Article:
leagues, a dubious honour, due largely to

the stadium’s history. Constructed in

1922, it was built out of a former

brickworks after being bought from the

Brighton Railway Company for £2,570.

Designed by Scottish stadium architect,

Archibald Leitch, it was built by

Humphreys of Kensington for around

£30,000 and officially opened by the

Lord Mayor of London on 30 August

1924.

46

Kensett Sports koroing off

the stadium pitch and, left,

decompacting the training

ground goalmouths

”We’re exposed to the elements here,”

says Mark. “But, on the positive side, we

don’t have any problems with air

circulation like some modern stadia.”

Years before multi-use venues became

the norm, Selhurst Park was playing host

to both Wimbledon FC and Charlton

Athletic FC, who used the site for home

matches at various times from the mid-

1980s until 2003. As you’d imagine,

when as many as three games were

played on it in a week, the pitch proved

difficult to manage at times.

Although, by the time Mark arrived,

Palace was the sole user and he was

pleasantly surprised by what he found.

“Construction of the pitch was, in fact,

very good when I took over. The dual

usage did not have too adverse an effect,

but one of the problems I did inherit was

a significant proportion of Poa annua in

the sward.”

He’s well versed in dealing with the

weed grass now though. “We usually

know to expect a surge in the third week

of August, so are able to take the

appropriate measures,” he explains.

Mark controls the invasive species with

a treatment of growth regulator Primo

Maxx, applying the chemical monthly

throughout the season and cutting before

the annual meadowgrass has the chance

to seed.

The Fibresand pitch he inherited,

installed in 2001 by Premier Pitches, is

still in place, and Mark believes it is

suited to the weather conditions and

unique microclimate in the stadium. “As

we’re an extremely windy site, we have

no problems with airflow but, in the

summer, the warm winds provide ideal

conditions for disease to spread,” he

adds.

“About five weeks after the post-season

sowing, leaf spot starts to show up on the

sward as the grass growth accelerates.

Leaf spot can be tricky, as not everyone

knows how to diagnose it correctly. The

grass appears wilted, so some

groundsmen will often water and feed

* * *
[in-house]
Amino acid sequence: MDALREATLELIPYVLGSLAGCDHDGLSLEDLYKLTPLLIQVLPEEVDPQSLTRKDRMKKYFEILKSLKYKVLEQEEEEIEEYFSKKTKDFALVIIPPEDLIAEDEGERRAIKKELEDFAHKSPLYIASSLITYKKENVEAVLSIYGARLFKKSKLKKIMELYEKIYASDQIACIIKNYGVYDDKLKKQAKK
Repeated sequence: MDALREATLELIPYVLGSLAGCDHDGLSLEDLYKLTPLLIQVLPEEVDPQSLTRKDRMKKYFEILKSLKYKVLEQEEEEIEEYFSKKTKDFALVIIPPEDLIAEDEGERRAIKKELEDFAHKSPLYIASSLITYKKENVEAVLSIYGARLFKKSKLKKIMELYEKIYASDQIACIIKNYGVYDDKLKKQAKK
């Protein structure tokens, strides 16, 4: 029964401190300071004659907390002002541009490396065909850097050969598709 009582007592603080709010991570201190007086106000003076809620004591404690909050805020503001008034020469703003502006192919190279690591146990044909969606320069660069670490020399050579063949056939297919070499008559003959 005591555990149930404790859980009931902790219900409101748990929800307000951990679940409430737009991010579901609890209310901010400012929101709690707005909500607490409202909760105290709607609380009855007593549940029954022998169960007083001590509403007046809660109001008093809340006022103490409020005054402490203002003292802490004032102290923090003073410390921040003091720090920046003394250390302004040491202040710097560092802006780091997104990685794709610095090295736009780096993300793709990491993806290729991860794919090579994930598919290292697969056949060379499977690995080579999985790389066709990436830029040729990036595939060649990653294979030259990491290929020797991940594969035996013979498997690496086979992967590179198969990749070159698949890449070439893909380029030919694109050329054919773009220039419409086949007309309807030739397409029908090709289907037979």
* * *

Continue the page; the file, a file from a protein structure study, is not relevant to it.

the turf, which only exacerbates the

problem. My solution is to apply Primo

Maxx first, then Chipco Green, through

the spring and summer, and Daconil in

the winter.”

The post-season work begins in earnest

“It’s always good

to have people that

keep the faith, and

stick with you.

Keith Kensett has

been one of those

guys, and I

suppose it helped

that he’s a Palace

fan himself”

after the last home game and the club’s

various corporate commitments, which

include a marquee erected on the pitch

for two weeks, hosting both the player of

the year awards and local business

events.

This year, reseeding was late because of

the uncertainty over if and when a buyer

would emerge. The process finally got

underway on 28th May, using a DLF Pro

81 seed mix, one that Mark favours for

its fast germination.

“We only had six weeks to get the seed

established before the first home friendly

match against Chelsea,” he explains.

“That was a tough call, but the club

needs the money. I tend to stick with

what I know when it comes to seed.

There’s really only a fag paper between

the major producers so, for us, given our

tight margins, a rapidly germinating

seed that turns around quickly will get

my vote every time.”

He usually aims to achieve a five-day

establishment, yet he tends to force the

grass through a little in the pre-season

preparation, especially if certain areas of

the pitch need thickening up.

“The goalmouth at the Holmesdale

Road end causes us most problems, as it’s

in shade nearly all the time, so the grass